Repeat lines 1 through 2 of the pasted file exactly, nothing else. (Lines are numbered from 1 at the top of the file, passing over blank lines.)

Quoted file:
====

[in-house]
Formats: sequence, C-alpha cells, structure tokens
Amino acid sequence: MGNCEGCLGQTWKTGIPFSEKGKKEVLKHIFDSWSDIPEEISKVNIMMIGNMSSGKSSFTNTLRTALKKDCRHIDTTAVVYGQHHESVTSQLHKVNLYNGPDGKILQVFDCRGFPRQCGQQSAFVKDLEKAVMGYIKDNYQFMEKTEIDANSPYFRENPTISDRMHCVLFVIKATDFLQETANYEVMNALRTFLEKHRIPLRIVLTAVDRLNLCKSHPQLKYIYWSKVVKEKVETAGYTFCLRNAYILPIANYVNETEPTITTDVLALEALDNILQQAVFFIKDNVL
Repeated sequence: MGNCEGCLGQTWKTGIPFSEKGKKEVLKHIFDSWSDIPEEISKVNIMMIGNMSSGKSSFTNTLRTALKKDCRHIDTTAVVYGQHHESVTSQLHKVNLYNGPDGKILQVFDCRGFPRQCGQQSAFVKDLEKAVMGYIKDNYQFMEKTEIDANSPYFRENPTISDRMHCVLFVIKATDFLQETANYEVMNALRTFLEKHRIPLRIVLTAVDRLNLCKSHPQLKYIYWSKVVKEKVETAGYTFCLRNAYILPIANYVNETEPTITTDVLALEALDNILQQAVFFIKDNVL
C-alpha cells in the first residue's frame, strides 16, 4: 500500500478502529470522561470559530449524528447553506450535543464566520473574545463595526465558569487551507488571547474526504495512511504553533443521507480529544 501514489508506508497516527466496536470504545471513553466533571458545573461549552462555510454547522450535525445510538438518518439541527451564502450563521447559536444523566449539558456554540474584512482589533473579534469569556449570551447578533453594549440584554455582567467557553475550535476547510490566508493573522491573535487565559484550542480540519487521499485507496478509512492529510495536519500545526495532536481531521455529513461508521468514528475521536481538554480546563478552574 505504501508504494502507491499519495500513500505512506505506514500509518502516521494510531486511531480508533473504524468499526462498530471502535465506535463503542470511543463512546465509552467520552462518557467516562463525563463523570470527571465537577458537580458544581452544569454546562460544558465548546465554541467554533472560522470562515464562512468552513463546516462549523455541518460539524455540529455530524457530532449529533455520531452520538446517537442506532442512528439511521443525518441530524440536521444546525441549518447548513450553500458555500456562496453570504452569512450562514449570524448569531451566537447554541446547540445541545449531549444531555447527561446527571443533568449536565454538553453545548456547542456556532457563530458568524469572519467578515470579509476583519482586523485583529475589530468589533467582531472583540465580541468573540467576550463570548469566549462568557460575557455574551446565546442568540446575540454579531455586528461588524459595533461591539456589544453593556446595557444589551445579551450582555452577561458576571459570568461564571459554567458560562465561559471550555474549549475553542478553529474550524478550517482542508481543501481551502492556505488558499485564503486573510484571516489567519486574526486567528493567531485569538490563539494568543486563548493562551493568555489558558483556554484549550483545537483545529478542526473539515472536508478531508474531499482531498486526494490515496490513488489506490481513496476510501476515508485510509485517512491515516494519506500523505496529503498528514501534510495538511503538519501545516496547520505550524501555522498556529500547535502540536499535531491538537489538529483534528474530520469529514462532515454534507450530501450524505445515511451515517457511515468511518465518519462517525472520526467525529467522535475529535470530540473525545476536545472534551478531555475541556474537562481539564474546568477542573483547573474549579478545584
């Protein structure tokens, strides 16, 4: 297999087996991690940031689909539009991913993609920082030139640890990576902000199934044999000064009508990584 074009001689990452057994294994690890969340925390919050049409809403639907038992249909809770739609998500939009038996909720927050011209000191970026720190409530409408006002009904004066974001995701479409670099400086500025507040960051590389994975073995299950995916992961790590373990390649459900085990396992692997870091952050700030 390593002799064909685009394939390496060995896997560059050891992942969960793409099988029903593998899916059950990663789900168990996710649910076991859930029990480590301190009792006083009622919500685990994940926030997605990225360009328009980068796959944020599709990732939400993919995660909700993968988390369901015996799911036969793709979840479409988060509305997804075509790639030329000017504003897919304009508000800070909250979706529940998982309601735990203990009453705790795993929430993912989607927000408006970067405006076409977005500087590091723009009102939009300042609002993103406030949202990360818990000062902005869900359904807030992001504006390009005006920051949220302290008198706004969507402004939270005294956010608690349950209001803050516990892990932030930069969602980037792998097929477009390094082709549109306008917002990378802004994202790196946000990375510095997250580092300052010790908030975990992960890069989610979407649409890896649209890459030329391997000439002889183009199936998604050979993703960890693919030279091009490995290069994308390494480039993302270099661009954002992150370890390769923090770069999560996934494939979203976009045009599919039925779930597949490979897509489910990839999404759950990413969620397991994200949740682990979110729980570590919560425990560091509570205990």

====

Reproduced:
[in-house]
Formats: sequence, C-alpha cells, structure tokens